GALINDEZvs. STATE OF FLORIDA
Supreme Court of Florida
STATE OF FLORIDA,
[February 15, 2007]
In Galindez v. State, 910 So. 2d 284, 285 (Fla. 3d DCA 2005), the Third District Court of Appeal certified conflict with the First District Court of Appeals decision in Isaac v. State, 911 So. 2d 813 (Fla. 1st DCA 2005), which held that Apprendi v. New Jersey, 530 U.S. 466 (2000), and Blakely v. Washington, 542 U.S. 296 (2004), decided after the defendants conviction was final, apply to a subsequent resentencing. We have jurisdiction. See art. V, 3(b)(4), Fla. Const.; Galindez v. State, 925 So. 2d 1030 (Fla. 2006) (granting review). As we explain below, we find that any failure to apply Apprendi and Blakely in this case constitutes harmless error. Accordingly, we need not determine whether these Supreme Court cases apply in such resentencings and we decline to resolve the conflict at this time.
I. APPRENDIANDBLAKELYAND THE CONFLICT
IN THE DISTRICT COURTS
Below we first explain the holdings in Apprendi and Blakely and the pertinent facts of Galindez and briefly describe the conflict between the district courts. We then apply the Supreme Courts recent decision in Washington v. Recuenco, 126 S. Ct. 2546 (2006), to the facts of this case and conclude that any error in applying Apprendi and Blakely is harmless.
A. Apprendi and Blakely and Sentencing
The Supreme Courts decisions in Apprendi and Blakely have significantly affected criminal sentencing procedure at both the state and federal levels. In 2000, the Court held in Apprendi that [o]ther than the fact of a prior conviction, any fact that increases the penalty for a crime beyond the prescribed statutory maximum must be submitted to a jury, and proved beyond a reasonable doubt. 530 U.S. at 490. Four years later, the Court applied Apprendi in examining a sentence imposed upon the defendants guilty plea. Blakely, 542 U.S. at 301. Addressing the States claim that the sentence fell within the statutory maximum, the Court stated the following:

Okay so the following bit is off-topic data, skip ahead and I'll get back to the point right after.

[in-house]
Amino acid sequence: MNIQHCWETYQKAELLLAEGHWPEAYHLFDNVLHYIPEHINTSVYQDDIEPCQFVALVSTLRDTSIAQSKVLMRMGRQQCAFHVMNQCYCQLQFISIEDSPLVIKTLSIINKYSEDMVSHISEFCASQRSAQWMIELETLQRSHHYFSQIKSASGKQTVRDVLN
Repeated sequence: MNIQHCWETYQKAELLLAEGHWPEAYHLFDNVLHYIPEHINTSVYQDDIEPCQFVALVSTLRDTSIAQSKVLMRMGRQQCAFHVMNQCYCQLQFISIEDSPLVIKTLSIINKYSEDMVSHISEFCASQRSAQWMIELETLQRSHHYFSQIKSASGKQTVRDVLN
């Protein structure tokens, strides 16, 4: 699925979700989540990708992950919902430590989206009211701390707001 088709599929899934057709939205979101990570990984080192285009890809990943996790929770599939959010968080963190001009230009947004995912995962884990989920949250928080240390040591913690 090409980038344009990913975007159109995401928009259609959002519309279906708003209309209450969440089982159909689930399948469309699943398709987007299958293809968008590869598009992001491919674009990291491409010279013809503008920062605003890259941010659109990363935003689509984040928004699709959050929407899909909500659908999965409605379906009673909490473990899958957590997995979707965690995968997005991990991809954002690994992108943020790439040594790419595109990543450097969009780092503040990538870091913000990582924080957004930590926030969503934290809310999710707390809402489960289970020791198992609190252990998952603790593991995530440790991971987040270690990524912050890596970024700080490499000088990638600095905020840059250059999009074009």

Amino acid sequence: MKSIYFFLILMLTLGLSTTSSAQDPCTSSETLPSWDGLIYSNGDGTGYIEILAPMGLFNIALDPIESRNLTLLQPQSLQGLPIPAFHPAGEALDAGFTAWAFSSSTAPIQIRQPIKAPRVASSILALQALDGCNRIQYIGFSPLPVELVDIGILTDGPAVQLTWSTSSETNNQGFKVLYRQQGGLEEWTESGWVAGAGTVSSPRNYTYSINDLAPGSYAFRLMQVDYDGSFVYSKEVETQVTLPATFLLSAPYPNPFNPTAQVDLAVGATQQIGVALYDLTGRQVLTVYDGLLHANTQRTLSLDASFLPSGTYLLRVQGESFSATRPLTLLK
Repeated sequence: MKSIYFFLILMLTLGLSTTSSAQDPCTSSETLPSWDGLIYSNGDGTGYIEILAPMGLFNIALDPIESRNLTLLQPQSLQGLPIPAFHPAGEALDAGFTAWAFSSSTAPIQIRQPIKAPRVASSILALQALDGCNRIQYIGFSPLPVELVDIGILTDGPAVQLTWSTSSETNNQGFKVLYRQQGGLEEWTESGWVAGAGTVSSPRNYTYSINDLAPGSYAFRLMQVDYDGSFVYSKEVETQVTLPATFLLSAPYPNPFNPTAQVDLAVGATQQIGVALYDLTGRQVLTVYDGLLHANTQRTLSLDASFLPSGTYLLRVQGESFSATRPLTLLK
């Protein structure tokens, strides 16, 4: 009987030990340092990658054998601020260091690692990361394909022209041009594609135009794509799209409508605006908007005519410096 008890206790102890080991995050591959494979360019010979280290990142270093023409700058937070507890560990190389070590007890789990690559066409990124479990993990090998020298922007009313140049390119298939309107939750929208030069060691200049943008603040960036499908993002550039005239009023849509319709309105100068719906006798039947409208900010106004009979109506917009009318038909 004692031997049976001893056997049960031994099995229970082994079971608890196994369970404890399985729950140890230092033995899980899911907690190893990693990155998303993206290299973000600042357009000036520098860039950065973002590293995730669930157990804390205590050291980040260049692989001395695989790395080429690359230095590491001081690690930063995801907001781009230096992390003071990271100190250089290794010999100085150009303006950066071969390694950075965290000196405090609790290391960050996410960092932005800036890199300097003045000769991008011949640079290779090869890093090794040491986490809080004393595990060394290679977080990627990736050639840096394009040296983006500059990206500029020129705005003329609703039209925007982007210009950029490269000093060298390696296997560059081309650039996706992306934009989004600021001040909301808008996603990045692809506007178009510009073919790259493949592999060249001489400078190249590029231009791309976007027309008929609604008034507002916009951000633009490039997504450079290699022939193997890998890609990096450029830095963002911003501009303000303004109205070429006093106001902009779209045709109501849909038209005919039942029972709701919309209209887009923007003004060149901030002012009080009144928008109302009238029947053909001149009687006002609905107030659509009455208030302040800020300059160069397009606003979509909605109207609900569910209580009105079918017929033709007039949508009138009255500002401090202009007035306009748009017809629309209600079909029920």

Our precedents make clear, however, that the statutory maximum for Apprendi purposes is the maximum sentence a judge may impose solely on the basis of the facts reflected in the jury verdict or admitted by the defendant. In other words, the relevant statutory maximum is not the maximum sentence a judge may impose after finding additional facts, but the maximum he may impose without any additional findings. When a judge inflicts punishment that the jurys verdict alone does not allow, the jury has not found all the facts which the law makes essential to the punishment, and the judge exceeds his proper authority.
Id. at 303-04 (citations omitted).
The Supreme Court recently applied the principles of Apprendi and Blakely to a determinate sentencing statute. Cunningham v. California, 75 U.S.L.W. 4078 (U.S. Jan. 22, 2007). Californias sentencing scheme granted trial courts discretion to sentence defendants to one of three terms of years. The middle term was the designated default, but the trial court could impose the upper term upon its own finding of aggravating factors that the Supreme Court concluded were neither inherent in the jurys verdict nor embraced by the defendants plea. Id. at 4079-80. Concluding that the middle term constituted the statutory maximum, the Court held that [b]ecause the [statute] allocates to judges the sole authority to find facts permitting the imposition of an upper term sentence, the system violates the Sixth Amendment. Id. at 4085.
With these three decisions, the Court effectively eliminated most judicial factfinding that would increase a sentence. Except for the fact of a prior conviction, a judge may not find any fact that exposes a defendant to a sentence exceeding the relevant statutory maximum, unless that fact inheres in the verdict, the defendant waives the right to a jury finding, or the defendant admits the fact. Under Apprendi, Blakely, and Cunningham, such sentence-elevating facts must be found by a jury, not a judge, and established beyond a reasonable doubt.
B.The Facts of the Case
Based on the evidence, including the twenty-four-year-old Galindezs admissions that he repeatedly had sexual relations with a twelve-year-old girl over a period of several months and impregnated her and the pregnant victims testimony confirming those facts, a jury found Galindez guilty of two counts of lewd and lascivious assault on a minor and one count of child abuse by impregnating the victim.See 800.04, 827.04(3), Fla. Stat. (1997). Galindezs sentencing scoresheet assessed 240 victim injury points (3 x 80) for sexual penetration, and the trial court sentenced Galindez to a guidelines sentence of thirty years in prison. The Third District affirmed. Galindez v. State, 728 So. 2d 333 (Fla. 3d DCA 1999).